Baseball Magazine

Watching Roy Halladay

By Meachrm @BaseballBTYard
If you are a fan of good baseball, you have to be in heaven every time Roy Halliday takes the mound.  If I had to point to one guy young pitchers should pay close attention to, it's him.  There is so much to say about his competitiveness, the movement he gets on his pitches, and his ability to throw strikes.  However, Game 1 of the Phillies-Cardinals playoffs Saturday night  provided yet another lesson for young pitchers.
Throughout the season, Roy Halladay has been vulnerable in the first inning.  In fact, the first hitters he has faced in games this year are batting well over .300 off him.  That's amazing (actually puzzling) since batters as a whole are only batting .239. 
Watching Roy HalladayHis first inning struggles continued the other night when the Cardinals jumped out to a 3-0 start on a huge home run by Lance Berkman making Phillies fans scratch their heads as to what's causing this trend in Halladay.  Regardless of what may be causing this to happen, what usually comes next is what young players can learn from.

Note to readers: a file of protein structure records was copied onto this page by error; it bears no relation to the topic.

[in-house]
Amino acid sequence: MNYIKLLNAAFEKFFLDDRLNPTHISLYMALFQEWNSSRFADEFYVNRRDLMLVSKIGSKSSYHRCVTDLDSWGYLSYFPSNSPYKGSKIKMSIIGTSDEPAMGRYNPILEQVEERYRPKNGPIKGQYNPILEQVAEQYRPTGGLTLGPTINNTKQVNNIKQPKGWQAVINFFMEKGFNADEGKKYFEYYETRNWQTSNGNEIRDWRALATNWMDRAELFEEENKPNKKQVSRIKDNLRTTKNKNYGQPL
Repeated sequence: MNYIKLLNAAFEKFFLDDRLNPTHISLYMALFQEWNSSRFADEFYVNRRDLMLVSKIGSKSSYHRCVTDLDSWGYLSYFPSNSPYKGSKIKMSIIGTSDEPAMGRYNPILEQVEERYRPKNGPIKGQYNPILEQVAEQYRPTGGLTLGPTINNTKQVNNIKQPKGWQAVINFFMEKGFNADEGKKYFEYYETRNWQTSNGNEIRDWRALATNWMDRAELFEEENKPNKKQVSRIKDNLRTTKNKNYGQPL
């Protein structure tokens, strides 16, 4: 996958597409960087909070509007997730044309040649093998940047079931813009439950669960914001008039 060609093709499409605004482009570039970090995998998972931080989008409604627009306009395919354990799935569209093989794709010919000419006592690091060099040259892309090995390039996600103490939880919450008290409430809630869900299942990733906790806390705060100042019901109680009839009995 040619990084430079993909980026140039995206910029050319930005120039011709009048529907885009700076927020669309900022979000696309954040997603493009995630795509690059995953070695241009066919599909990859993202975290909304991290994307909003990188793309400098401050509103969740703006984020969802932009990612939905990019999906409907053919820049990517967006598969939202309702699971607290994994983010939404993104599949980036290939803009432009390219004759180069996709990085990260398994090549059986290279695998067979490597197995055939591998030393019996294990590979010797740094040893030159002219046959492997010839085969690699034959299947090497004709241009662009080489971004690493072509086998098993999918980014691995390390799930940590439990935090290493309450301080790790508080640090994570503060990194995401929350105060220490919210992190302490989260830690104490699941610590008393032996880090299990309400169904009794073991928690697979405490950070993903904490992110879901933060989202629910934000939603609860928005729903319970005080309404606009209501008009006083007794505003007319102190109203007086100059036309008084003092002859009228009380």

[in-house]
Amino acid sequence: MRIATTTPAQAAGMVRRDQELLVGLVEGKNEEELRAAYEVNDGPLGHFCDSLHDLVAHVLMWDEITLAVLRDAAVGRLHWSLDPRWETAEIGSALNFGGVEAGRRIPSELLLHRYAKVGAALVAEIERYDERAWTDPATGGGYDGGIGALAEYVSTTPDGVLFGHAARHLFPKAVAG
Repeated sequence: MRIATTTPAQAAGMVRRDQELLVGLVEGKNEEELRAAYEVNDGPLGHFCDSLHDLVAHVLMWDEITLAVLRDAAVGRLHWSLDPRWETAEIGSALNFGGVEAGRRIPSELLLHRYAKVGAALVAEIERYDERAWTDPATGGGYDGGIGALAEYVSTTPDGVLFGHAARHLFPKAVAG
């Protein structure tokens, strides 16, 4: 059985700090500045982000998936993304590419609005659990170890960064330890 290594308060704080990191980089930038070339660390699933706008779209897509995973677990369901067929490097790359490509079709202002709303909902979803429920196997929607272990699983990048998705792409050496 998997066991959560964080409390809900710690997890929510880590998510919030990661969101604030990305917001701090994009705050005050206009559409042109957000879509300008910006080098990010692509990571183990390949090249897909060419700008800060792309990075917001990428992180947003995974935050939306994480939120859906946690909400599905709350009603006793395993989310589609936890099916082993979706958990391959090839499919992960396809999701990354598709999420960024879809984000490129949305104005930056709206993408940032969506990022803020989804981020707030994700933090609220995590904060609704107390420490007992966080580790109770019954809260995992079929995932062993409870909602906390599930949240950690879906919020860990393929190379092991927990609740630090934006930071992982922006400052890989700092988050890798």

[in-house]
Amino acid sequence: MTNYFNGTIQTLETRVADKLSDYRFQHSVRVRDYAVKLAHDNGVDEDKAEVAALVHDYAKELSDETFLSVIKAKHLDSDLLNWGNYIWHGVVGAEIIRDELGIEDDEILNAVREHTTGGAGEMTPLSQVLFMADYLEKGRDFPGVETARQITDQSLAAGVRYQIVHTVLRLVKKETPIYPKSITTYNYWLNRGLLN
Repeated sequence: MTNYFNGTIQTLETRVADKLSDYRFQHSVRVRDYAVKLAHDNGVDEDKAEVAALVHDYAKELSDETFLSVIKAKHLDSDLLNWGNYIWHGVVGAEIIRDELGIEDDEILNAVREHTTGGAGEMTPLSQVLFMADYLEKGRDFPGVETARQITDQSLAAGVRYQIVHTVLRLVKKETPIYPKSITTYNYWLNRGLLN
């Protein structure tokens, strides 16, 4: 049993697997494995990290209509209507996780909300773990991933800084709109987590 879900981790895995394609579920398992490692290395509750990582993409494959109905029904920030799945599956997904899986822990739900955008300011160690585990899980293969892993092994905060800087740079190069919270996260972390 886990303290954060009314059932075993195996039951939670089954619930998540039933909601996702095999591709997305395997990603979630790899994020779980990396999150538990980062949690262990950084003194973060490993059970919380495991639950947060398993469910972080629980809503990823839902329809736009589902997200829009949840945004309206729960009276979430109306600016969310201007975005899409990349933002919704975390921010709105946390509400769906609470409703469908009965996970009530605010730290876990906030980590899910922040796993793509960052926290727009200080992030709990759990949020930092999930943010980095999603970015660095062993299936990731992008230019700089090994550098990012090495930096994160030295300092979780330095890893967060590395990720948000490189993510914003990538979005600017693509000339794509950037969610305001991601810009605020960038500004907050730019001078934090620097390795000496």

After giving up the three spot in the first inning and a leadoff hit in the second, Halladay retired 21 straight batters.  In order to do that, he had to do the following:
  • He bared down and was determined to not allow a bad start to carry on throughout the game.
  • He made adjustments immediately.
  • He kept his confidence up during the adversity and knew that he would be fine.
  • He trusted his stuff and knew that over time, it would lead him towards success.
  • He kept his poise.
  • He focused all his attention to holding the Cardinals to those three runs so that his offense had plenty of time to warm up and get back in the game (and boy did they ever!).
  • He didn't dwell on what already occurred.  
  • He didn't set out to throw 100+ pitches.  He set out to throw one pitch, with full attention, 105 times.

All great stuff that any pitcher can learn from.

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